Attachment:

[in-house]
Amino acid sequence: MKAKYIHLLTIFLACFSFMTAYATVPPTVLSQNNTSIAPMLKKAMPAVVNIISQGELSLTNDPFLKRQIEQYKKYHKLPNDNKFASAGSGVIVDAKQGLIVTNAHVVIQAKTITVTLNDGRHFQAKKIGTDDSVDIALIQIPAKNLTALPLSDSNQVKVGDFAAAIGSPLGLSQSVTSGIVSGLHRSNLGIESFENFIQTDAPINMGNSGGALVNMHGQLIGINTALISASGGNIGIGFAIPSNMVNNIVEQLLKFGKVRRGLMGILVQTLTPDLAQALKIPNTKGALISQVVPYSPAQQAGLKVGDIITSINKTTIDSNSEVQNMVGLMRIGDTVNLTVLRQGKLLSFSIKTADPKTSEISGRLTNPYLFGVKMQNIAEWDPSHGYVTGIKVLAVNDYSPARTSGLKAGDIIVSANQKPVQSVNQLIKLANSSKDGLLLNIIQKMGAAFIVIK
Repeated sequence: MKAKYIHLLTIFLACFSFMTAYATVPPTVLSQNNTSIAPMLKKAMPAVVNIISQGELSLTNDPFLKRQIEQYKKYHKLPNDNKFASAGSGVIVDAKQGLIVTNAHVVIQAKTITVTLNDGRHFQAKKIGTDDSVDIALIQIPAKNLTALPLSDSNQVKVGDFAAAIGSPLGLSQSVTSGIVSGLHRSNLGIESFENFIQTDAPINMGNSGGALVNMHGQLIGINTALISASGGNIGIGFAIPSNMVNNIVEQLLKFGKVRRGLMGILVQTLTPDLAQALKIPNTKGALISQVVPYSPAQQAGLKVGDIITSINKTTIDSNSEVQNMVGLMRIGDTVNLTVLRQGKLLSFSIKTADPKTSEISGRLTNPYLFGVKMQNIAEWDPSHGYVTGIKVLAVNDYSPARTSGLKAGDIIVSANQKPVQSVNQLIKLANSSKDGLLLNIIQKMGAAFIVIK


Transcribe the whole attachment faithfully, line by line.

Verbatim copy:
[in-house]
Amino acid sequence: MKAKYIHLLTIFLACFSFMTAYATVPPTVLSQNNTSIAPMLKKAMPAVVNIISQGELSLTNDPFLKRQIEQYKKYHKLPNDNKFASAGSGVIVDAKQGLIVTNAHVVIQAKTITVTLNDGRHFQAKKIGTDDSVDIALIQIPAKNLTALPLSDSNQVKVGDFAAAIGSPLGLSQSVTSGIVSGLHRSNLGIESFENFIQTDAPINMGNSGGALVNMHGQLIGINTALISASGGNIGIGFAIPSNMVNNIVEQLLKFGKVRRGLMGILVQTLTPDLAQALKIPNTKGALISQVVPYSPAQQAGLKVGDIITSINKTTIDSNSEVQNMVGLMRIGDTVNLTVLRQGKLLSFSIKTADPKTSEISGRLTNPYLFGVKMQNIAEWDPSHGYVTGIKVLAVNDYSPARTSGLKAGDIIVSANQKPVQSVNQLIKLANSSKDGLLLNIIQKMGAAFIVIK
Repeated sequence: MKAKYIHLLTIFLACFSFMTAYATVPPTVLSQNNTSIAPMLKKAMPAVVNIISQGELSLTNDPFLKRQIEQYKKYHKLPNDNKFASAGSGVIVDAKQGLIVTNAHVVIQAKTITVTLNDGRHFQAKKIGTDDSVDIALIQIPAKNLTALPLSDSNQVKVGDFAAAIGSPLGLSQSVTSGIVSGLHRSNLGIESFENFIQTDAPINMGNSGGALVNMHGQLIGINTALISASGGNIGIGFAIPSNMVNNIVEQLLKFGKVRRGLMGILVQTLTPDLAQALKIPNTKGALISQVVPYSPAQQAGLKVGDIITSINKTTIDSNSEVQNMVGLMRIGDTVNLTVLRQGKLLSFSIKTADPKTSEISGRLTNPYLFGVKMQNIAEWDPSHGYVTGIKVLAVNDYSPARTSGLKAGDIIVSANQKPVQSVNQLIKLANSSKDGLLLNIIQKMGAAFIVIK